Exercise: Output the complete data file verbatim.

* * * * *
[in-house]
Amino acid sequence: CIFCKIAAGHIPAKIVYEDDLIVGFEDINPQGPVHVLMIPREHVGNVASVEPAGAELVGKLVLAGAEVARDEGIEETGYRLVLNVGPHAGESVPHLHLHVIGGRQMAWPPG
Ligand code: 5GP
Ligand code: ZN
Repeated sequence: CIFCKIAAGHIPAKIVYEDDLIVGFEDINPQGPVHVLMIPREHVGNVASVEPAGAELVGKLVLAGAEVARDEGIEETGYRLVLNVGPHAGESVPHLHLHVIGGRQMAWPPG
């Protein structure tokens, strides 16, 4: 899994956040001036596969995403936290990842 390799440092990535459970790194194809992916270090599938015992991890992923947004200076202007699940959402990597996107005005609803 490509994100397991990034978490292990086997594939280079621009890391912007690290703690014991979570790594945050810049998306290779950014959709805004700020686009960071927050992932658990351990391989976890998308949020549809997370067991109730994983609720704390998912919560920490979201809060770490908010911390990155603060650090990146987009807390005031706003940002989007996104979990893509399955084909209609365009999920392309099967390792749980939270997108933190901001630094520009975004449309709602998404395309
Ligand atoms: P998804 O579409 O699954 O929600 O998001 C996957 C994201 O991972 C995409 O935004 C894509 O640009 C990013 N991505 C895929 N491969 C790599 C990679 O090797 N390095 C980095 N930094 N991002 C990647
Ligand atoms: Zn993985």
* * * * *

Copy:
[in-house]
Amino acid sequence: CIFCKIAAGHIPAKIVYEDDLIVGFEDINPQGPVHVLMIPREHVGNVASVEPAGAELVGKLVLAGAEVARDEGIEETGYRLVLNVGPHAGESVPHLHLHVIGGRQMAWPPG
Ligand code: 5GP
Ligand code: ZN
Repeated sequence: CIFCKIAAGHIPAKIVYEDDLIVGFEDINPQGPVHVLMIPREHVGNVASVEPAGAELVGKLVLAGAEVARDEGIEETGYRLVLNVGPHAGESVPHLHLHVIGGRQMAWPPG
């Protein structure tokens, strides 16, 4: 899994956040001036596969995403936290990842 390799440092990535459970790194194809992916270090599938015992991890992923947004200076202007699940959402990597996107005005609803 490509994100397991990034978490292990086997594939280079621009890391912007690290703690014991979570790594945050810049998306290779950014959709805004700020686009960071927050992932658990351990391989976890998308949020549809997370067991109730994983609720704390998912919560920490979201809060770490908010911390990155603060650090990146987009807390005031706003940002989007996104979990893509399955084909209609365009999920392309099967390792749980939270997108933190901001630094520009975004449309709602998404395309
Ligand atoms: P998804 O579409 O699954 O929600 O998001 C996957 C994201 O991972 C995409 O935004 C894509 O640009 C990013 N991505 C895929 N491969 C790599 C990679 O090797 N390095 C980095 N930094 N991002 C990647
Ligand atoms: Zn993985």